AskBrini.com: Help with Head Fashion? Scarf it up!
Brini.TV ► Ask Brini Maxwell anything at ► AskBrini.com ◄
► facebook.com/Brini.TV ► twitter.com/BriniMaxwell ► More ▼
Visit my official site for more info ► BriniMaxwell.com
Welcome to Ask Brini!
Scarf it up! A little Charm for your Noggin
Our question today comes from "morethansalt" in Salem NJ, and she asks:
"I am a bald lady cancer warrior and can't afford a wig right now- my hair loss is permanent from radiation so I need to figure head fashion out. Show me how to tie a scarf with some flair?"
Scarves can make glamorous and dramatic head fashion and there are so many different options! Here are a few:
Oblong scarves can be tied at the side with the knot behind the ear. The dangling ends will soften your face.
Drape large scarves over your forehead and twist the ends into ropes. Wrap those ropes around your head and tie off in back for a seventies ethnic look.
Square scarves folded in half diagonally can be tied around the head with the knot placed almost anywhere. In the back it's a kerchief, on the side is bohemian and in front is a dramatic 50's style turban.
Use hair pieces with your scarves to add another element. Clip on bangs can be pinned behind the knot of that 50's style turban for some softness at the forehead. Other styles can benefit from a switch clipped at the back for a ponytail effect.
Brini Shop ► FelixPopuli.com ► amzn.to/JaneNapkins
What's Your Problem?!
Ask Brini Anything at AskBrini.com! Problems with soap dish jelly? Recalcitrant egg-whites? Cranky spouse? Should your carpet match your drapes? Proper etiquette while eating a corn-dog with Republicans? What else can you do with that stripper pole in your bedroom? When is an ice-cube in your mouth a good thing? Whatever it may be, Brini is here for your every need and ready to serve you.
MORE ABOUT THE SCARVES ►
A scarf is a piece of fabric worn around the neck, or near the head or around the waist for warmth, cleanliness, fashion or for religious reasons. They can come in a variety of different colors.
Ancient Rome is one of the first origins of the scarf, where it was not used to keep warm, but to keep clean. It was called the sudarium, which translates from Latin to English as "sweat cloth," and was used to wipe the sweat from the neck and face in hot weather. They were originally worn by men around their neck or tied to their belt. Soon women started using the scarfs, which were made of cloth and not made of wool, pashmina, or silk, and ever since the scarf has been fashionable among women. Historians believe that during the reign of the Chinese Emperor Cheng, scarfs made of cloth were used to identify officers or the rank of Chinese warriors. In later times scarfs were also worn by soldiers of all ranks in Croatia around the 17th Century. The only difference in the soldiers' scarfs that designated a difference in rank was that the officers had silk scarfs whilst the other ranks were issued with cotton scarfs. By the middle of the 20th Century scarfs became one of the most essential and versatile clothing accessories for both men and women. In recent years, scarfs have experienced a revival.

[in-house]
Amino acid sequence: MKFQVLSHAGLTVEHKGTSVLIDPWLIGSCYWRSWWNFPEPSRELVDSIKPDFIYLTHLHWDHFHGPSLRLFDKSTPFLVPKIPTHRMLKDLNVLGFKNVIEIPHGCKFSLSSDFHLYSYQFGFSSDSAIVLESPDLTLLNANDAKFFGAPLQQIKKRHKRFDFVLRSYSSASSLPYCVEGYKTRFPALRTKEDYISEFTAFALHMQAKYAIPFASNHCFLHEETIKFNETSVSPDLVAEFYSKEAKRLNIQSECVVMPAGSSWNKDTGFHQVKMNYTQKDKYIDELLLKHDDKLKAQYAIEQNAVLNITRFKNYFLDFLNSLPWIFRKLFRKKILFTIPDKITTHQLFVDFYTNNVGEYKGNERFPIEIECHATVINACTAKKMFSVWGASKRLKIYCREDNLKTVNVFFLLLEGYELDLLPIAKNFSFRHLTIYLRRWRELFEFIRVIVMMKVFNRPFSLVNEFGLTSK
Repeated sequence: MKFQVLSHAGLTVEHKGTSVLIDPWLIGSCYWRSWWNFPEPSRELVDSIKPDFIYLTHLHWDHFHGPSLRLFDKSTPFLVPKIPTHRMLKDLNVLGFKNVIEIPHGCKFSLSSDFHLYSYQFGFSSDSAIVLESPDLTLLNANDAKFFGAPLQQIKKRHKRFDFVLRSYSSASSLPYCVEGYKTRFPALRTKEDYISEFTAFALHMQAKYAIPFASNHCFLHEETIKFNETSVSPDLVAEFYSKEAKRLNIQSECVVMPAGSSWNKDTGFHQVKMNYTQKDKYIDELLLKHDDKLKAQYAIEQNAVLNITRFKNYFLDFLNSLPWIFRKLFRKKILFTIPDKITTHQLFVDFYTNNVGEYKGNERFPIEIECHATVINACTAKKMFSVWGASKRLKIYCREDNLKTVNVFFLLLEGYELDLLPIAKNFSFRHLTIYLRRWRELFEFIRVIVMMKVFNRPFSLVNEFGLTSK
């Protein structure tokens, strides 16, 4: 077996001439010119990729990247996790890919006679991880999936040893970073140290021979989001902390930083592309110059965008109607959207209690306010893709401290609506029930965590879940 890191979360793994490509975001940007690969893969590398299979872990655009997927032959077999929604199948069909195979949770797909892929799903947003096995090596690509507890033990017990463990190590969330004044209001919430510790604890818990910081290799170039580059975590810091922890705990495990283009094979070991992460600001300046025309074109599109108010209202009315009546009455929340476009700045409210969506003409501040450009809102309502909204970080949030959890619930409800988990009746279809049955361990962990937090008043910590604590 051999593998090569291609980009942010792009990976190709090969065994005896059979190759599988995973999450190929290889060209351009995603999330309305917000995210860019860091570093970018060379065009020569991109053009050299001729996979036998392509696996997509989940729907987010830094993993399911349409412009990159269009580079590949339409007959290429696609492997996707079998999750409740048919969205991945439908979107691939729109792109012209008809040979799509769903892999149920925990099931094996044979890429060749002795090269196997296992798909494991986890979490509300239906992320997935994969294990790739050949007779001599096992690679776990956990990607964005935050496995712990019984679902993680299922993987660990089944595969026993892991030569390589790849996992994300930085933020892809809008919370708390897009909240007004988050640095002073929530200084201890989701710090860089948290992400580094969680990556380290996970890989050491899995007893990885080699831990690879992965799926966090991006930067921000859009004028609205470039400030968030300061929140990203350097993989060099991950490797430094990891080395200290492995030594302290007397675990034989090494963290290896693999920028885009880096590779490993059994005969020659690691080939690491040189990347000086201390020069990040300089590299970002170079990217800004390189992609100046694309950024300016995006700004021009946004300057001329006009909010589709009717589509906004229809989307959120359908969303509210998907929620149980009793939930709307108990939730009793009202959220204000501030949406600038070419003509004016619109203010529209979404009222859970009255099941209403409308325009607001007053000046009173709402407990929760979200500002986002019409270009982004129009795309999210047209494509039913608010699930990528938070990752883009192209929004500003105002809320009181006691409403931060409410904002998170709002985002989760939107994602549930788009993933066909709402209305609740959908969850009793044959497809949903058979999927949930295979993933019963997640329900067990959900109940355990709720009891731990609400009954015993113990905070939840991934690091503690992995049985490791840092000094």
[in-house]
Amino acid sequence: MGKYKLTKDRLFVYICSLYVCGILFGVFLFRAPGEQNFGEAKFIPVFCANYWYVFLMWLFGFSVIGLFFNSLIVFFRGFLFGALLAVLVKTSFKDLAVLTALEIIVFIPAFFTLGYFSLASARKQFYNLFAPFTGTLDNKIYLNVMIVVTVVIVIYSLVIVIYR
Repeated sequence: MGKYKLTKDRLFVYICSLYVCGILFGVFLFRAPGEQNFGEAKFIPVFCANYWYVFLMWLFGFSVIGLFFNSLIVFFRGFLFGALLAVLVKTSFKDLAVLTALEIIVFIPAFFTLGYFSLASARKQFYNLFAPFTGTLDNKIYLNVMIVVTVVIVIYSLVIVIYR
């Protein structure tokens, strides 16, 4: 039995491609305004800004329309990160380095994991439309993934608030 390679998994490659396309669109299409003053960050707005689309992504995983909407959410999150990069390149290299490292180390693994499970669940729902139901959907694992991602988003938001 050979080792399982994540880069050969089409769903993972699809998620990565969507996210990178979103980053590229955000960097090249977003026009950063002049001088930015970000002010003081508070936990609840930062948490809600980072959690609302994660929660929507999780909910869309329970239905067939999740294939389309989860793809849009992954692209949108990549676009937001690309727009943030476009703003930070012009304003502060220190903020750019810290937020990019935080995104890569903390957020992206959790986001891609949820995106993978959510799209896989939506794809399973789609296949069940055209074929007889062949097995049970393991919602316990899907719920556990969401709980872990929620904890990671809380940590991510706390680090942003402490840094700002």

MORE ABOUT BRINI! ►
Described as part Donna Reed, part Mary Tyler Moore, Maxwell makes kitsch feel classy through her unparalleled personal flair for home design, entertaining and savvy household tips. Inspired by a divine thrift shop purchase of 1950's nesting bowls, she first began sharing her vintage/classic know-how with other Manhattanites in 1998 through her self-titled cable access television show. With an emphasis on uncompromising fabulousness, Brini quickly garnered a devoted fan base and established herself as the go-to-girl on vintage fashion and mid-century modern treasures. After five years on the local airwaves her show was picked up by the Style Network. The subsequent series has been called a delightful success and has attracted a diverse audience thorough its national platform.
Ask Brini Anything: AskBrini.com
Brini of the Web: BriniMaxwell.com
Brini on YouTube: http://Brini.TV
Brini on Facebook: facebook.com/Brini.TV
Brini on Twitter: twitter.com/BriniMaxwell